Hotel Workers In Long Beach
CLUE-LA has been an active participant in the Long Beach Coalition for Good Jobs and a Healthy Community, in partnership with Long Beach Clergy and Faith Community, LAANE, UNITE HERE Local 11 and several local congregations. For the past three years our campaign has shined a light on working conditions at the community-boycotted Hilton and Hyatt. During this time we have met multiple times with management, shared workers’ stories from the pulpits of local churches, and held a Stations of the Cross to highlight the cross-bearing and often devastating health effects of their jobs.
This spring we united with community partners to pursue a living wage for hotel workers in Long Beach. The City of Long Beach has invested $750 million to attract tourists, including $114 million in direct subsidies, but we understand that these investments are not being passed along to the workers.
We know that hotel workers are subject to harsh working conditions that often lead to medical problems. We have ensured clergy and community involvement, from speaking at church services and bible studies to recruiting volunteers to go door-to-door to gather signatures. The ordinance, if passed, would Campaign to bring justice to hotel workers and lift them out of poverty. Currently most hotel workers earn a monthly average salary of $1300. This does not begin to cover basic expenses such as rent ($995), food ($400), transportation ($300) and utilities ($250); it’s easy to imagine how a medical emergency or other tragedy could devastate a working family. We believe that the Living Wage would offer hope to the workers and their families, as well as provide opportunities for economic growth and job creation for all of Long Beach.
LAX Service Workers
As the gateway to Los Angeles, LAX is the first place most people see when they visit Los Angeles. It is also a huge job creator and economic engine for the communities it surrounds. In 2009, CLUE-LA along with a coalition of community and labor partners ensured passage of a critical health care amendment to the Los Angeles Living Wage ordinance. The amendment increased wages so that thousands of service workers including janitors, skycaps, baggage handlers, aircraft cabin cleaners and security personnel could pay for affordable health care. Now three years later the industry is still broken and the promise given by the Living Wage is failing LAX workers.
CLUE-LA along with our labor partners at SEIU-United Service Workers West are renewing a campaign for a strong LAX that supports its workers and the communities it surrounds. Currently, thousands of subcontracted workers serving major airlines are risking the productive years of their lives in unhealthy and unsafe working conditions. Additionally, like many areas CLUE-LA advocates around, LAX subcontractors also face unfair labor practices and intimidation as they attempt to freely organize. The enforcement of the Living Wage and its policies and healthy, safe and dignified working conditions are severely lacking. CLUE-LA will continue to stand by these workers and the communities they live in until everyone is treated fairly and truly respected as made in the image of God.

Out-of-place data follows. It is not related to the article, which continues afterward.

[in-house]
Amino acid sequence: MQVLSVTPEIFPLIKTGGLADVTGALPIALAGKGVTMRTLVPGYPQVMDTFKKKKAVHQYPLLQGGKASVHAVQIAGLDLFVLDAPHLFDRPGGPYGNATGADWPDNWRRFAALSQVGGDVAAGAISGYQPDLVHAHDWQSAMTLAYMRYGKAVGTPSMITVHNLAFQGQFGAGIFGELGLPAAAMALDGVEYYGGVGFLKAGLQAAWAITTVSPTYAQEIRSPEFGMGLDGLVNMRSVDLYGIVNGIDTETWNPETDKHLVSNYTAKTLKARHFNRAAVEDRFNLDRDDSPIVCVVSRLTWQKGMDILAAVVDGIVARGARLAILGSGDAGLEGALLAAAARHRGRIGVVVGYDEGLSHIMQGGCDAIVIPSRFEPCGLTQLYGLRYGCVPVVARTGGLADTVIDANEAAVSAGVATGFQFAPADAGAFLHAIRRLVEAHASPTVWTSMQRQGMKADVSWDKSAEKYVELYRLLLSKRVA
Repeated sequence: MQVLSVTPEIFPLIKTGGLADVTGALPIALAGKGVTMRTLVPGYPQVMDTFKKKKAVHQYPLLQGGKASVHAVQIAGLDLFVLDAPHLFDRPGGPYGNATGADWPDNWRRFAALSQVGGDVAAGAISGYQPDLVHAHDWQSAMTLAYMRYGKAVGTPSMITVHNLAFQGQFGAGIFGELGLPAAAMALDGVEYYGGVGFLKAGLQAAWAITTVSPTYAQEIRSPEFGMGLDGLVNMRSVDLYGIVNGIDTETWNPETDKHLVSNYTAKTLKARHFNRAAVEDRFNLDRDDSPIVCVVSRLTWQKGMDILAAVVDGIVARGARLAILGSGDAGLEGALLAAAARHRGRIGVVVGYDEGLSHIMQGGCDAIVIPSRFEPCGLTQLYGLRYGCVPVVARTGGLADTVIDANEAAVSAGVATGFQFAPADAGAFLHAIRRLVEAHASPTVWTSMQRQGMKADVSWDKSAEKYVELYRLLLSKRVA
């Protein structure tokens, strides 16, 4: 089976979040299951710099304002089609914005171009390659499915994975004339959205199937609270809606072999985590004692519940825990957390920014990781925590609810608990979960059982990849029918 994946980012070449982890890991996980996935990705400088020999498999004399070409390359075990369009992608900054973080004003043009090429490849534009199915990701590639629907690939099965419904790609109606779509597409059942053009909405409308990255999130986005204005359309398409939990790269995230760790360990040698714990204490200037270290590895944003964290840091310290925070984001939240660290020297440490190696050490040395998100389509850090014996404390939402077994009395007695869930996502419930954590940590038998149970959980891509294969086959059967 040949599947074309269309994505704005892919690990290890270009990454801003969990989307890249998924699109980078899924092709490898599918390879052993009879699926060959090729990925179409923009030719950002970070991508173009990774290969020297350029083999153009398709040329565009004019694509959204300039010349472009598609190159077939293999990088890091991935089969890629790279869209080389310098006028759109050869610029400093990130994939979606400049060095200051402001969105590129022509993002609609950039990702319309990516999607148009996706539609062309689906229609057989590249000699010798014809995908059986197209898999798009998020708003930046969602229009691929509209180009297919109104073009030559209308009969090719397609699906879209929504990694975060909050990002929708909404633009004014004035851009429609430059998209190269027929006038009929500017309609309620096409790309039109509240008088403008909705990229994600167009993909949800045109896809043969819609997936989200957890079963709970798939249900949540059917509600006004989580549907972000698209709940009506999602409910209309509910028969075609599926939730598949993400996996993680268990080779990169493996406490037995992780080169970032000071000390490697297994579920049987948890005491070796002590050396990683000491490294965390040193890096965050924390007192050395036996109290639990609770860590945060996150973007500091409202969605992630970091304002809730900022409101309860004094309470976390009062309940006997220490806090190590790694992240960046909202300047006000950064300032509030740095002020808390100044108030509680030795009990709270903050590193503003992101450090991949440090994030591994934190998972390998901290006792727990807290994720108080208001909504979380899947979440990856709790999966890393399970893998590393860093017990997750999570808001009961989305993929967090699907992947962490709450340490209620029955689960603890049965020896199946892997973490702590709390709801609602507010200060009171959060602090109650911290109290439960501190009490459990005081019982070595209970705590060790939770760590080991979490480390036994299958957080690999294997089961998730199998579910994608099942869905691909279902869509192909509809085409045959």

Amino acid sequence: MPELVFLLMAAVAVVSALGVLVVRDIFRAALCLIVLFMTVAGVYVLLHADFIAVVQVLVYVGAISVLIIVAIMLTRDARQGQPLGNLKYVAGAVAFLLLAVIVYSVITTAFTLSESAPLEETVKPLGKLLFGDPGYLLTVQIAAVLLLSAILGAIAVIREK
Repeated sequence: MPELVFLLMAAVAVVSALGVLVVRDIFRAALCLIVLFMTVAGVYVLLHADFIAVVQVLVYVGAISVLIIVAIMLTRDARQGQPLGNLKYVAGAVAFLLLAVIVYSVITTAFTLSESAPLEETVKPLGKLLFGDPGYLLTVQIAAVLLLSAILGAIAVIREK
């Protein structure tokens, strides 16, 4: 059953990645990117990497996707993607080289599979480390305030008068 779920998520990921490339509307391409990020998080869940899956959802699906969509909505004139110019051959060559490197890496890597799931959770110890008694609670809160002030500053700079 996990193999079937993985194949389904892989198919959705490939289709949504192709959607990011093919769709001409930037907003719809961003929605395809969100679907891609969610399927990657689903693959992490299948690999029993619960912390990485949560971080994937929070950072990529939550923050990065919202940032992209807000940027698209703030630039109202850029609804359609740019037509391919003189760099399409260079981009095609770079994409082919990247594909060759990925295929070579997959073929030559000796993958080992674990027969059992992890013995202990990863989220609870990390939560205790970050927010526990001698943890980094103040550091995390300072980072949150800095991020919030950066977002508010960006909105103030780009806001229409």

Westside Extension Subway
CLUE LA embarked on a campaign this spring to mobilize support for the Westside Subway Extension. This is a new effort to support public transit development, and partner with the Building Trades, which is suffering between 40-60% unemployment in the construction industry.
We see the subway as a vital development that will create an alternative for the 300,000 people who travel to and from the Westside everyday. We envision of a stronger, more just Los Angeles, and support efficient and affordable transportation, which will improve lives for working people; we know that faster commutes would allow more time for workers to eat dinner with their families, help their children with their homework, or kiss them goodnight in the evening.
The subway will help jumpstart our city’s recovery by creating thousands of good jobs. The Westside extension alone is forecasted to create 44,800 jobs, and the Project Labor Agreement will ensure that 40% of the hours worked on the project will be done by those who live in economically disadvantaged communities. This development will raise thousands out of poverty.
Our work has been to raise the community’s voice in support of the development, and reframe the discourse around public transit to be about greater equity, access and job creation. Labor and business are united in support of this development through our coalition, We Do Our Part LA. Our partners include Building Trades Council, LA Area Chamber of Commerce, JMB Realty, Teamsters Joint Council 42, and SEIU 1877. Together, our coalition is ensuring that the subway won’t get derailed again.
Car Wash Workers